Leo Charles Reilly credits his finance background and business education to his “strong analytical toolkit,” but his unwavering work ethic is courtesy of a New Jersey upbringing. “I think that growing up working with my father, who is a carpenter, has given me a blue-collar work ethic that has been invaluable during my career,” he says. After graduating from the University of Pennsylvania, Reilly worked for four years in New York City in various investment banking and principal-investing capacities. He recently joined Moelis & Company in Los Angeles as an associate.
I love the pace, excitement, and analytical nature of doing deals. Accordingly, I would like to find myself in a leadership role that allows me to function in a deal-making capacity. Hopefully, this would allow me to transact with the business leaders of Los Angeles shaping the economic landscape of the region.
Being in and around mergers and acquisitions is something I aspire to do going forward. I find the consumer and media sectors particularly interesting.
Master of Business Administration in Finance
UCLA Anderson School of Business, June 2013
Bachelor of Arts in Economics
University of Pennsylvania, May 2007
2010 – 2011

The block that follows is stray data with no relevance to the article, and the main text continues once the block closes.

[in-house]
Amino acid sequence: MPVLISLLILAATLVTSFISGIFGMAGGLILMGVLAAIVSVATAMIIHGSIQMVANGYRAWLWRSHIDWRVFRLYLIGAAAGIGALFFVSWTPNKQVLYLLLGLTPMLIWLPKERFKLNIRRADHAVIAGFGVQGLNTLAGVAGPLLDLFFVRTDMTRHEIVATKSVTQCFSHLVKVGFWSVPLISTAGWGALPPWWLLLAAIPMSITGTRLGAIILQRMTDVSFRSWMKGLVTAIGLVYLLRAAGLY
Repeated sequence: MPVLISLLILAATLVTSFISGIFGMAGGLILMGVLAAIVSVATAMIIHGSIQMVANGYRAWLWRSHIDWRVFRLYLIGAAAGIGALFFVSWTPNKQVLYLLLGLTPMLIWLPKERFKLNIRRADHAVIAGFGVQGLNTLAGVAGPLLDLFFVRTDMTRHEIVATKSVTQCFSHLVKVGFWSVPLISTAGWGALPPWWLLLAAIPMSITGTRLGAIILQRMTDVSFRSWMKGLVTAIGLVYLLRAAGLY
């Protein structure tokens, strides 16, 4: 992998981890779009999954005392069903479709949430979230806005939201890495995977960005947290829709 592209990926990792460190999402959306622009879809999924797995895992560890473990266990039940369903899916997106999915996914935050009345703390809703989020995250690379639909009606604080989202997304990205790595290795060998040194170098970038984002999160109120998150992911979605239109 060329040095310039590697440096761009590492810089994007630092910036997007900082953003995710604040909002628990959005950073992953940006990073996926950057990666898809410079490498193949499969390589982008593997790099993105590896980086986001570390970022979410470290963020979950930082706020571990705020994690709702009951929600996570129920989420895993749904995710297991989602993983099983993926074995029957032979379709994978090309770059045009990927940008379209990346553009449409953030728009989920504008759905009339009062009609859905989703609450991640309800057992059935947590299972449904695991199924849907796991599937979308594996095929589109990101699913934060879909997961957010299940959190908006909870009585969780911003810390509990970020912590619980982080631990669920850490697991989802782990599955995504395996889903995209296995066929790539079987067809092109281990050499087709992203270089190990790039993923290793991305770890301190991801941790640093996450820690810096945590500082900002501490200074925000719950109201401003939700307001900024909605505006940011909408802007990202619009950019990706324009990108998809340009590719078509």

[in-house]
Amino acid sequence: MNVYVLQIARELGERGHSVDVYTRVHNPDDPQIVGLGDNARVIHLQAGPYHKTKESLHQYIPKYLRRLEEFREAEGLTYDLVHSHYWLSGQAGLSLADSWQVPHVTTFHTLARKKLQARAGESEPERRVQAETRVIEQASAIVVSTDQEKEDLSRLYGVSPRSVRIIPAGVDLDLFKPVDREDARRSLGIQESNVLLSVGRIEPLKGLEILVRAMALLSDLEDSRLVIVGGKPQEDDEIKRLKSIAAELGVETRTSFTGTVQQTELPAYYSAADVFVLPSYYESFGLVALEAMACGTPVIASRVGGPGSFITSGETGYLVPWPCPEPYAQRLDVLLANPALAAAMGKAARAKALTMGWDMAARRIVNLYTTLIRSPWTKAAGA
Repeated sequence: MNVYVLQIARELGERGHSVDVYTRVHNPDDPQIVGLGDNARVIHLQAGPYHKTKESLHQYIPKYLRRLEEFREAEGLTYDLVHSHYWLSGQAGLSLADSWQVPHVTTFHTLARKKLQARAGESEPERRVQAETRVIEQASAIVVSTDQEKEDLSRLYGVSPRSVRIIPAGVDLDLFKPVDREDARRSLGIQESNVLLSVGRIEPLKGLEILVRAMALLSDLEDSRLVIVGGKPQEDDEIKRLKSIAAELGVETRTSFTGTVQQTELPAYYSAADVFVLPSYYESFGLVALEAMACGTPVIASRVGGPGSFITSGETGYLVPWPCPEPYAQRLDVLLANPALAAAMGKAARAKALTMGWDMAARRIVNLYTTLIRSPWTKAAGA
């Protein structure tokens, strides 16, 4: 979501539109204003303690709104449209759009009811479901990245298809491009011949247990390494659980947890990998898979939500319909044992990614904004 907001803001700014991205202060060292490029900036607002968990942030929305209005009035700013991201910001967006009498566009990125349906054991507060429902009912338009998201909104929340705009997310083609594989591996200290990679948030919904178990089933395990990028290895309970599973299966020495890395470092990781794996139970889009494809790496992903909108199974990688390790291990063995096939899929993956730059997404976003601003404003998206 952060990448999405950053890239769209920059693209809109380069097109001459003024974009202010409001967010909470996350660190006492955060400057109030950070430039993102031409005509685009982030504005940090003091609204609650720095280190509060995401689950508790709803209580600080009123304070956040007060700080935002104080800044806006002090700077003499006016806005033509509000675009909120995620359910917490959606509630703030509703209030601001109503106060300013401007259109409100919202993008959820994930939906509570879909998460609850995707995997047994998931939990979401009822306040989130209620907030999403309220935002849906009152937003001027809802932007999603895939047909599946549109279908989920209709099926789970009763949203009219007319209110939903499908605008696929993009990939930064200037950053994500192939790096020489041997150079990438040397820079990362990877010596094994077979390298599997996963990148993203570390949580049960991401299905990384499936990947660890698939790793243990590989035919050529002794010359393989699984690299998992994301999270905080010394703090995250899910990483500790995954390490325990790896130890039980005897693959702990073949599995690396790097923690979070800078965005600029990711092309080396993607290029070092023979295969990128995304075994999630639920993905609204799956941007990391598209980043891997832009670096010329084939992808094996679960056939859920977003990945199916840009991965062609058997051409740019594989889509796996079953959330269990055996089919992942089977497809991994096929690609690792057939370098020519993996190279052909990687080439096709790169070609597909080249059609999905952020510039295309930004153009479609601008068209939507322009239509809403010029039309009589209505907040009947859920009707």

Young Learners of New York
2008 – 2011
GC Andersen Partners, LLC
2007 – 2010
Junior Achievement of New York
2007 – 2008
NexCen Brands, Inc.
“I think that the role of independent advisory of investment banking firms like Moelis will continue to prove vital for large mergers and acquisitions transactions.”
I don’t have an individual role model per se, but I definitely look towards individuals with similar backgrounds that are able to apply common sense, individuality, and strong work ethic to contribute meaningfully to their field. Such folks seem to successfully allow their interests to manifest themselves in new paths later in their careers. Rick Rubin and Howard Marks come to mind as having taken such a path.
I think that doing something I love to do—and doing [it] on the highest level, whereby the transactions and business being conducted would influence the greater economic climate—would be success.